To determine break-even point (BEP), managers must examine the fixed and variable costs (expenses) in relation to returns. When expenses and revenues are even, this is known as the BEP. An accurate BEP for a product or service can help managers make modifications to increase profitability, assess the risk of a venture or choose between two viable options.
To complete the assignment for this module, read the following scenario:
The Executive Education Group (EEG) is a for-profit provider of non-degree short-courses for the general local population of middle- and senior-managers, mainly of two-day duration, with an occasional one-day course.
EEG has three people on permanent staff promoting and administering the programs, with annual salaries of $200,000 per annum in total. They have two seminar rooms in which to run their programs, and together with their offices, they have a total floor space which costs them $150,000 per annum.
Occasionally, EEG is asked to develop proposals for delivering tailored two-day programs ‘in-house’ for specific organizations. Costs involved with promoting and delivering such programs have been estimated as being:
• Where local presenters are used, fees payable to presenters are $1,200 per day
• Where special presenters are brought in from overseas (averaging 20% of all courses run), presenter fees are $2,000 per day, with the additional costs of travel and accommodation (averaging $2,000 per program)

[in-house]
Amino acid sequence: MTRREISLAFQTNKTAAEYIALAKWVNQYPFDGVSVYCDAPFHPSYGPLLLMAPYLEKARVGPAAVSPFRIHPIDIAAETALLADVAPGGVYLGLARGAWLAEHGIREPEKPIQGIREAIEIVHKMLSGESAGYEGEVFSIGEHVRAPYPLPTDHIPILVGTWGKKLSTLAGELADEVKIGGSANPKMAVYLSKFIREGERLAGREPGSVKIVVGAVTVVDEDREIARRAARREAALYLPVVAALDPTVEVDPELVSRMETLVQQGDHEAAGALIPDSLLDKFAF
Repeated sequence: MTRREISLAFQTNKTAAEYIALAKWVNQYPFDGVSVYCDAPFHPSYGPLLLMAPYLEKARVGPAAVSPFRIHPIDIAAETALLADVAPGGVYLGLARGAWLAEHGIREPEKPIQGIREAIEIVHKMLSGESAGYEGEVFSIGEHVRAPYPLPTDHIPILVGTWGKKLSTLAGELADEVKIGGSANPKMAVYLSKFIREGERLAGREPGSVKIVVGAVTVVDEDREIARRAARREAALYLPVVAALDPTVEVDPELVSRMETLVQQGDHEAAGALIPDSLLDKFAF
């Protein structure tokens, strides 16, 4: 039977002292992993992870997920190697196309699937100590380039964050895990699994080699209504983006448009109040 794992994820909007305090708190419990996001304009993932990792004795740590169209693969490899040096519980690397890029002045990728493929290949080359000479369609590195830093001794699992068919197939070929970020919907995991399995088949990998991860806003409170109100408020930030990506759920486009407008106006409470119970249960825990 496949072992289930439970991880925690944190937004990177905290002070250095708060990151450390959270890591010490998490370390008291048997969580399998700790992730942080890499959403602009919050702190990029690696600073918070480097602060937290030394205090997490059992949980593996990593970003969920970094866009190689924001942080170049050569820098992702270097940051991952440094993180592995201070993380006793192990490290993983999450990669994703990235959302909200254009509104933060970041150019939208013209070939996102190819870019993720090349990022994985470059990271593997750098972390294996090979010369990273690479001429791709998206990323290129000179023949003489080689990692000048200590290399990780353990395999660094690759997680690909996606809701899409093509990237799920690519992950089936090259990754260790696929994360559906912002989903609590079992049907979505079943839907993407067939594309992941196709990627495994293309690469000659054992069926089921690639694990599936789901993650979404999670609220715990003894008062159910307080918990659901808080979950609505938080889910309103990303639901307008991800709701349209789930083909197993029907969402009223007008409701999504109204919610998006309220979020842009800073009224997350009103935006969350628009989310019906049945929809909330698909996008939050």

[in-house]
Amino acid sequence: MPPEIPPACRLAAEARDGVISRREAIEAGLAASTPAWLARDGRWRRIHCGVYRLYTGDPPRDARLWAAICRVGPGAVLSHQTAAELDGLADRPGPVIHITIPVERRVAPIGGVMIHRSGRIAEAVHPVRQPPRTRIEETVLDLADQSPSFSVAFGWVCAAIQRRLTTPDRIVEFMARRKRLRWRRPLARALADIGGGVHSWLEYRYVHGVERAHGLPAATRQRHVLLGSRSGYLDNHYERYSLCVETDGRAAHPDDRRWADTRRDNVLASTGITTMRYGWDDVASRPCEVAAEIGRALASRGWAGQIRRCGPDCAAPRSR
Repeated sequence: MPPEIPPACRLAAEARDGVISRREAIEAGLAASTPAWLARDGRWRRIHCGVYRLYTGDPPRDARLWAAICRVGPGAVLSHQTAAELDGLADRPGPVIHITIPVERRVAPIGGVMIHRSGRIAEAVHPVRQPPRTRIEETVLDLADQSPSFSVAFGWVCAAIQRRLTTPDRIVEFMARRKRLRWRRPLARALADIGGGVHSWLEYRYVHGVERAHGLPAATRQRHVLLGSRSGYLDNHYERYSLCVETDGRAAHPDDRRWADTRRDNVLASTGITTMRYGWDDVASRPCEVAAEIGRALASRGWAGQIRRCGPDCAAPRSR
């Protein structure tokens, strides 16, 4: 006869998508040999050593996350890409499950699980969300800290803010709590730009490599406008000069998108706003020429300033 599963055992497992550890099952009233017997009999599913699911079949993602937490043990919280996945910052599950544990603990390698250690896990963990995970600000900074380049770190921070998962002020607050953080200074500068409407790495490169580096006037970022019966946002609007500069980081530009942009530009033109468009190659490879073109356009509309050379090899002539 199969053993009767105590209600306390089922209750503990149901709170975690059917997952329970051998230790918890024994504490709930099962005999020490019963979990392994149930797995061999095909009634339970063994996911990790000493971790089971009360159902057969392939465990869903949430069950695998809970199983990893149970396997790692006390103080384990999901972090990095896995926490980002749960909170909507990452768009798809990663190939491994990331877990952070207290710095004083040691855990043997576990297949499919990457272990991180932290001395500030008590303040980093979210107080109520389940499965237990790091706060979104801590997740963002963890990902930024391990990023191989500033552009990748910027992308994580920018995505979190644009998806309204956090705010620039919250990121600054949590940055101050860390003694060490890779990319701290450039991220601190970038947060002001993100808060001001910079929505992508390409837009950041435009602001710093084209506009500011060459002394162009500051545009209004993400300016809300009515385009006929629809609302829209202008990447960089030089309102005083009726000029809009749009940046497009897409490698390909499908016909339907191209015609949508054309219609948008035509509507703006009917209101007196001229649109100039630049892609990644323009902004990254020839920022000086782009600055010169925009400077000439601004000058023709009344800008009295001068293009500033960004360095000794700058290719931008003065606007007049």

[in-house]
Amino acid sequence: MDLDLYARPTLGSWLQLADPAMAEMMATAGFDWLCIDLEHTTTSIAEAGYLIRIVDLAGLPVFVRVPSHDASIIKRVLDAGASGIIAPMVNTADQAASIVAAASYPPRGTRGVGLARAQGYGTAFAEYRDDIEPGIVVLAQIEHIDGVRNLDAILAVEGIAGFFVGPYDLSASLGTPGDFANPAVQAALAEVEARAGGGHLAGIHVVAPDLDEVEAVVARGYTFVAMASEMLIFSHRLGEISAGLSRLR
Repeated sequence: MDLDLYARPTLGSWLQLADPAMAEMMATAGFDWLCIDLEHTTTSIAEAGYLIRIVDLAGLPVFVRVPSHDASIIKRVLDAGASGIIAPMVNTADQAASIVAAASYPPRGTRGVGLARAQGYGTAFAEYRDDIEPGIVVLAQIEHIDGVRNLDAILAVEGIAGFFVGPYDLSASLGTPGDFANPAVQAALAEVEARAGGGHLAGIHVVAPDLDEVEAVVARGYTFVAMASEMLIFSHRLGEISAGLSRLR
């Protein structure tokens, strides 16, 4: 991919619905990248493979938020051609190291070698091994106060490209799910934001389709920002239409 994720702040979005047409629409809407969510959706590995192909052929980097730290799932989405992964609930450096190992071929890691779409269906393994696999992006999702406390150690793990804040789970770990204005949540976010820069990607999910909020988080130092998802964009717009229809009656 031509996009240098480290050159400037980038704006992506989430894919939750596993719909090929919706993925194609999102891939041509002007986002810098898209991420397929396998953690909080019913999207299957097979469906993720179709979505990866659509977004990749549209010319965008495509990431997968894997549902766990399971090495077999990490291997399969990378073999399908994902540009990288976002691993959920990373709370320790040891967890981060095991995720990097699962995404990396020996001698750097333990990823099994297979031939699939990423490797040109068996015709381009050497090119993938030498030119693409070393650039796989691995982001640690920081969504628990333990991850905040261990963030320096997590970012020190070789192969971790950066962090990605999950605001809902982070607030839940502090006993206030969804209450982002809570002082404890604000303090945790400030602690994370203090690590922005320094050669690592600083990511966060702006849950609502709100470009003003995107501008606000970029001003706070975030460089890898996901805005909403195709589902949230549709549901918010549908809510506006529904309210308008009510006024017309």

• Participant folders and materials cost $20 per participant
• Lunches are provided, with preparation and cleanup being contracted out – the provider has agreed to a contract that specifies a fixed cost per lunch per day of $200 plus $10 per participant
• End-of-program drinks are usually held at the end of a program, costing $200 for the wine and associated ‘finger-food’
• Twice each year there is a general mail-out advising the up-coming schedule of programs, and this costs $5,000 each time
• Programs generally have a price to participants of $500 per day where local presenters are used, and $600 per day where interstate or overseas presenters are used


Looking directly at the fixed costs attributable to each program, calculate the break-even point in terms of number of participants per program for the following two scenarios –
a) Where overseas presenters are used (averaging 20% of all courses run)
b) Where no overseas presenters are used
c) Briefly comment on what these two results might suggest.

a) Assuming no overseas presenters are used during the year, and 30 courses run during the year, how many participants are required per course for EEG to break even after allowing for ALL its costs?
b) Briefly comment on what the results for part 1 and part 2 might suggest